Editor's Note: Welcome to SmartAdvice, a weekly column by The Advisory Council (TAC), an advisory service firm. The feature answers two questions of core interest to you, ranging from career advice to enterprise strategies to how to deal with vendors. Submit questions directly to [email protected]
Question A: When is it appropriate to use each of the various storage-attachment technologies?
Our advice: There just never seems to be enough data storage available, so you have to consider when it's appropriate to use each of the various storage-attachment technologies. Vendors have responded to this need with a confusing variety of products--direct-attached storage, network-attached storage, storage area networks, and Internet Small Computer System Interface, or iSCSI. Your company's particular mix of storage-attachment technologies should be based on specific requirements for economy, speed, ease of use, and storage-management tools.
Direct-attached storage is the original method of attaching storage devices to midrange computers and PCs. Rather than through a network, it's physically connected to a computer by a variety of standard interfaces, including Advanced Technology Attachment and Integrated Drive Electronics, two PC disk-drive technologies, along with Serial ATA and SCSI connections. For companies with only a few servers and limited storage needs, direct-attached storage is a proven technology that's simple, secure, and economical, with system capacities that range up to 4 terabytes. The disadvantages are poor data protection and limited growth options.
Storage area networks are attached to servers through high-speed Fibre Channel networks, delivering the performance needed for data-intensive applications. Their modular designs and high capacities (hundreds of terabytes) allow for security, scalability, and redundancy, but they have limited wide area networking capabilities, and Fibre Channel hardware is relatively expensive.
The latest entry in storage attachment is Internet Small Computer System Interface. Like network-attached storage, iSCSI uses IP networks, but optimizes device access by sending highly efficient, standard SCSI commands over the network. Depending on your performance needs, iSCSI devices can be configured either on a dedicated IP network or through the company network. Since IP networks are ubiquitous, iSCSI offers the promise of truly location-independent data storage and retrieval. The technology is gaining popularity because of its low cost, high speed, and sophisticated management tools.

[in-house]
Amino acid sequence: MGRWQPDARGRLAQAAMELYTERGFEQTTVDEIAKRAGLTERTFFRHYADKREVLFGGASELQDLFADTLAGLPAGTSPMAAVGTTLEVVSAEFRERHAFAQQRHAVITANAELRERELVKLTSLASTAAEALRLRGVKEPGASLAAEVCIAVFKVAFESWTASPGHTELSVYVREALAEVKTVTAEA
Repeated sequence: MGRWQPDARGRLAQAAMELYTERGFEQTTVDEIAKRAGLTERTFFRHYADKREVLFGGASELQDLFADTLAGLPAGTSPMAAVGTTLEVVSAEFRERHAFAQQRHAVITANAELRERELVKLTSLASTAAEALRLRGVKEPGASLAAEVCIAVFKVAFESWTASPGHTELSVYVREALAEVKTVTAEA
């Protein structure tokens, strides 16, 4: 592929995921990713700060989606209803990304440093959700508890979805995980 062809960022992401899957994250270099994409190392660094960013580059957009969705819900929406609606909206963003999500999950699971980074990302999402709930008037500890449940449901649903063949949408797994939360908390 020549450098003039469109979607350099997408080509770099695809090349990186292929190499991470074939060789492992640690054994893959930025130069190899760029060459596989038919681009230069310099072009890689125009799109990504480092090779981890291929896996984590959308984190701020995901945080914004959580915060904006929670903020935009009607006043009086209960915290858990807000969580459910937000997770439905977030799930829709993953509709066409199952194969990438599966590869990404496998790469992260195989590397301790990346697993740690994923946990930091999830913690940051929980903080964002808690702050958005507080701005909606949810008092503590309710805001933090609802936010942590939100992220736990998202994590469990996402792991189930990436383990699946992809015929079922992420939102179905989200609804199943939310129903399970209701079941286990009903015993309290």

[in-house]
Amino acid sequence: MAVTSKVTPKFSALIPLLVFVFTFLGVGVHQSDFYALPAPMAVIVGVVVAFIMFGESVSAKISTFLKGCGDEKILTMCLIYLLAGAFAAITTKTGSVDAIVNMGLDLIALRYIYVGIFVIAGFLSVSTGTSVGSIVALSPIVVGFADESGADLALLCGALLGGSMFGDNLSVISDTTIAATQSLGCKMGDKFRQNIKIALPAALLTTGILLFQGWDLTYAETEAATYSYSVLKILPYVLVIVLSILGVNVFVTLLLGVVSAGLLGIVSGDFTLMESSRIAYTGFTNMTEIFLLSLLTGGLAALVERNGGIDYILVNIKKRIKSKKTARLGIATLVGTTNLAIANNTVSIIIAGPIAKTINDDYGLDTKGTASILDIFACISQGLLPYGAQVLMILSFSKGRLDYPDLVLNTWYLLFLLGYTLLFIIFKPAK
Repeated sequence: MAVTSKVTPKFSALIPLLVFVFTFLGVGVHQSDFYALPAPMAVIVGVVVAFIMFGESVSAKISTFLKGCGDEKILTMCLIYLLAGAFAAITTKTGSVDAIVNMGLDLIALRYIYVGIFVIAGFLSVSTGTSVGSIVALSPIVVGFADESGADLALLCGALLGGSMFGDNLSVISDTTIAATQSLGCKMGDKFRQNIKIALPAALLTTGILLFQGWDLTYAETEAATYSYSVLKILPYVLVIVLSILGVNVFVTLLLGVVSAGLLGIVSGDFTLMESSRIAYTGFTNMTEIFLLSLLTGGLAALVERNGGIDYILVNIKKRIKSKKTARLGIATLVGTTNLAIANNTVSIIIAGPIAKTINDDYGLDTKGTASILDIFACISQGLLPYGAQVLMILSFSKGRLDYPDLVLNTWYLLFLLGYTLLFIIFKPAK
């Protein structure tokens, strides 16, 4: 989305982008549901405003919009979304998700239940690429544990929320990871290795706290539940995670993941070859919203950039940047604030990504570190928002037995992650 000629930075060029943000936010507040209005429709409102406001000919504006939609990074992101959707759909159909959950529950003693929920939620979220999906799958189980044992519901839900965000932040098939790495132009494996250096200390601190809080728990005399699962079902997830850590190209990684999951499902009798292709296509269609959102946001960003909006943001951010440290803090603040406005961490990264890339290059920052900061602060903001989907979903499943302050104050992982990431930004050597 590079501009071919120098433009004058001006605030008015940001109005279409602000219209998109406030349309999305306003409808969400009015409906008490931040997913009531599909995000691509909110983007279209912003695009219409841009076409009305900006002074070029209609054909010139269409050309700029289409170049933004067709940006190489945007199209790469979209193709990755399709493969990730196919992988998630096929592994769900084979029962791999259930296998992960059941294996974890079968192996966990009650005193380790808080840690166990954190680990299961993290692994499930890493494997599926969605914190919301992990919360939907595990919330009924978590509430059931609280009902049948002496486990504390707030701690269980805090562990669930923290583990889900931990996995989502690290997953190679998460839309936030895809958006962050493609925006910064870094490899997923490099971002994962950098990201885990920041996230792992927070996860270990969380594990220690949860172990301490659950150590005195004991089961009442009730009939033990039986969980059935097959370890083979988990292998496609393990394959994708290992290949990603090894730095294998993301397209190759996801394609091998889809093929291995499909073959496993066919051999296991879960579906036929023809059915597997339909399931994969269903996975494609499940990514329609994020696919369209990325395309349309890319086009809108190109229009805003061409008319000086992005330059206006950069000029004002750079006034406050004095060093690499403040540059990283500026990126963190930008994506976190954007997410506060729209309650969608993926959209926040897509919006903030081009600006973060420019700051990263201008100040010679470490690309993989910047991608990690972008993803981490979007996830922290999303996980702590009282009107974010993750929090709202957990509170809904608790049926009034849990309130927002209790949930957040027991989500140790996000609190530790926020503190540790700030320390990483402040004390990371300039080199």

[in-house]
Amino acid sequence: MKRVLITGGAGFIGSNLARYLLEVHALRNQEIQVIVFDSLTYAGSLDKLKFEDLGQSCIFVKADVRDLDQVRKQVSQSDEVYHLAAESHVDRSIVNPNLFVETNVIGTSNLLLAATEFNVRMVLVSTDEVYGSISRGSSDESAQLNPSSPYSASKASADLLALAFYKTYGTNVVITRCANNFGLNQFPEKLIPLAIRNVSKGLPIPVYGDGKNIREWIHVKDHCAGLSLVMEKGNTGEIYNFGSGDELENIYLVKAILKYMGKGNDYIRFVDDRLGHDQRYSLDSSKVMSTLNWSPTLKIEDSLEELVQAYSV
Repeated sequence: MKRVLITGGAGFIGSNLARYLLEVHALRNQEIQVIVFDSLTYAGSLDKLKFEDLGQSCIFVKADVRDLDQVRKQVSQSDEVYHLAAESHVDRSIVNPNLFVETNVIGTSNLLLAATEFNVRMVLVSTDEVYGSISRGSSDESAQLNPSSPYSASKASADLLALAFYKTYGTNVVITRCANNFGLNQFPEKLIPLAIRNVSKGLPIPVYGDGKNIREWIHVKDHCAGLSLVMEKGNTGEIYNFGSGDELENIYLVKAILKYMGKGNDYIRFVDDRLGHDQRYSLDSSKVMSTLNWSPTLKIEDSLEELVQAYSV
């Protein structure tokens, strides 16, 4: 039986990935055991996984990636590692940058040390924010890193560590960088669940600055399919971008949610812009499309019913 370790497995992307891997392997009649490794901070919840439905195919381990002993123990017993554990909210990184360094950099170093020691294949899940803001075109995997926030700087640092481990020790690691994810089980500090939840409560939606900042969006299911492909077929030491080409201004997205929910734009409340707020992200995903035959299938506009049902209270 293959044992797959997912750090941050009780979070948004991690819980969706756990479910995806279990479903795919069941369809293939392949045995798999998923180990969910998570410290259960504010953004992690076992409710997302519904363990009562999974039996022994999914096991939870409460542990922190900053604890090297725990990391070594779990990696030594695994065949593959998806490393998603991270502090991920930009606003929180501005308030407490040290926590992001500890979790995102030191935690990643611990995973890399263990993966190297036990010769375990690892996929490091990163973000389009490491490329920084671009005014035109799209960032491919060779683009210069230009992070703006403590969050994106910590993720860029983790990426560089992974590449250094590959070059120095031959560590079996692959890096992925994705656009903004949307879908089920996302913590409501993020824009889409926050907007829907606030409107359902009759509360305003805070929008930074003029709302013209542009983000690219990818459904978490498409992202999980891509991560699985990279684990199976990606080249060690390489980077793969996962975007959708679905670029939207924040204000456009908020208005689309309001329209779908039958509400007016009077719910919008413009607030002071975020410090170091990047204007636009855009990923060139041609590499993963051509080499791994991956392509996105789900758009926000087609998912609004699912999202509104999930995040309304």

The type of data storage that you choose is going to depend on your specific requirements. Network-attached storage and direct-attached storage will maintain their low-cost niches for workgroups and smaller companies. Expect to see iSCSI gain popularity at the expense of Fibre Channel SANs, because it offers the best of both network-attached storage and storage area networks--scalability, flexible architecture, access speed, and management tools--at a much lower cost.
Question B: What issues must we address in planning a migration to Microsoft Exchange 2003?
Our advice: You're not alone in still being in the planning stage of your migration to Exchange 2003. It's been estimated that, as of year-end 2004, 40% of Exchange mailboxes are still on Exchange 5.5, 43% are on Exchange 2000, and only 14% are on Exchange 2003.
Messaging is a critical application in almost all organizations. It's imperative that your migration be seamless and transparent to both your internal users and external correspondents. If there's an interruption, you'll hear about it right away. Migrations can cause serious outages if you don't plan carefully.
Messages between Exchange and a "foreign" system are typically handled by Exchange Connectors. Exchange provides a suite of connectors to handle just about any non-Microsoft messaging system. A connector tricks the foreign messaging system into thinking the Exchange Organization is of the same-breed mail system. Exchange will use the foreign-messaging system's addressing scheme. Exchange's Connectors are well documented in the Microsoft Exchange library.
Sending mail to the Internet from both Exchange and the foreign-messaging system is usually simple. Just make sure your firewall is configured to permit outbound Simple Mail Transfer Protocol from your new servers.
Inbound Internet mail routing is the most difficult aspect of co-existence, because you will be sharing SMTP name spaces with recipients spanning both messaging systems. Most systems want to be authoritative for any SMTP name space for which they're configured to accept mail. How will the messages get from the Internet to recipients in the other system? The way you will build this depends on the migration tool you use.
Here are some other points to prepare your organization for migration:
-- Brian O'Neil
Beth Cohen, TAC Thought Leader, has more than 20 years of experience building strong IT-delivery organizations from user and vendor perspectives. Having worked as a technologist for BBN, the company that literally invented the Internet, she not only knows where technology is today but where it's heading in the future.
Brian O'Neil, TAC Expert, has more than 10 years experience in IT designing, migrating, and managing enterprise network infrastructures for the U.S. Department of Defense, financial organizations, medical institutions, and law firms. He has been the primary technical lead and project manager for large migrations to Microsoft Active Directory and Exchange 2003.